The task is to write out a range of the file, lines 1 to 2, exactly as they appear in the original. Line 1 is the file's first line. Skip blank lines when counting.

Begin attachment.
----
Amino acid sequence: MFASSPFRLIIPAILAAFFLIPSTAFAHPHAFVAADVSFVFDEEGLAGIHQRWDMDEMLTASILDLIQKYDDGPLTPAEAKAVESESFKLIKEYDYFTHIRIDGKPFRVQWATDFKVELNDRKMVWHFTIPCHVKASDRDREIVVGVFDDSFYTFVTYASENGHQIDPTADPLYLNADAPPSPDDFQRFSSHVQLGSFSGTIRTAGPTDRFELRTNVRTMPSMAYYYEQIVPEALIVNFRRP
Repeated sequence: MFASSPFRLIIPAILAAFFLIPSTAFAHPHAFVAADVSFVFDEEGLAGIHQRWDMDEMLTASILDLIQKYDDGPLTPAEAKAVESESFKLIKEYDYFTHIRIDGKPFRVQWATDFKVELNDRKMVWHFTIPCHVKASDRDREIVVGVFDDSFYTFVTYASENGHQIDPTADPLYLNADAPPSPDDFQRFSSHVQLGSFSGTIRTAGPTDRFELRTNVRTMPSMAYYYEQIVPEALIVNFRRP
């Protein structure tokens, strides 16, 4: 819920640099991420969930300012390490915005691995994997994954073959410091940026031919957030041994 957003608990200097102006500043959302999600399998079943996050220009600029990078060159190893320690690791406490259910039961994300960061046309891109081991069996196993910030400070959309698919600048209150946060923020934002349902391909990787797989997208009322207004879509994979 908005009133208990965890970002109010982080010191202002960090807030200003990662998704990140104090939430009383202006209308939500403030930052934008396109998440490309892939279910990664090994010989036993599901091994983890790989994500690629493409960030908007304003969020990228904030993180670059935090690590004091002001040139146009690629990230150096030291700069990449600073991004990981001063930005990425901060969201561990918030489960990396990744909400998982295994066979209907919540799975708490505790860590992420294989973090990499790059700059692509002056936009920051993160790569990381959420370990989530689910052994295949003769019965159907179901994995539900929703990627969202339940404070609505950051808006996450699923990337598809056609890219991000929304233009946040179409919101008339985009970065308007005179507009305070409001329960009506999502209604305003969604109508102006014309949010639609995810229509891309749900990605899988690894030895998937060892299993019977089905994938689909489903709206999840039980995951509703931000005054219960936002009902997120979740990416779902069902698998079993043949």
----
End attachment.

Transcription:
Amino acid sequence: MFASSPFRLIIPAILAAFFLIPSTAFAHPHAFVAADVSFVFDEEGLAGIHQRWDMDEMLTASILDLIQKYDDGPLTPAEAKAVESESFKLIKEYDYFTHIRIDGKPFRVQWATDFKVELNDRKMVWHFTIPCHVKASDRDREIVVGVFDDSFYTFVTYASENGHQIDPTADPLYLNADAPPSPDDFQRFSSHVQLGSFSGTIRTAGPTDRFELRTNVRTMPSMAYYYEQIVPEALIVNFRRP
Repeated sequence: MFASSPFRLIIPAILAAFFLIPSTAFAHPHAFVAADVSFVFDEEGLAGIHQRWDMDEMLTASILDLIQKYDDGPLTPAEAKAVESESFKLIKEYDYFTHIRIDGKPFRVQWATDFKVELNDRKMVWHFTIPCHVKASDRDREIVVGVFDDSFYTFVTYASENGHQIDPTADPLYLNADAPPSPDDFQRFSSHVQLGSFSGTIRTAGPTDRFELRTNVRTMPSMAYYYEQIVPEALIVNFRRP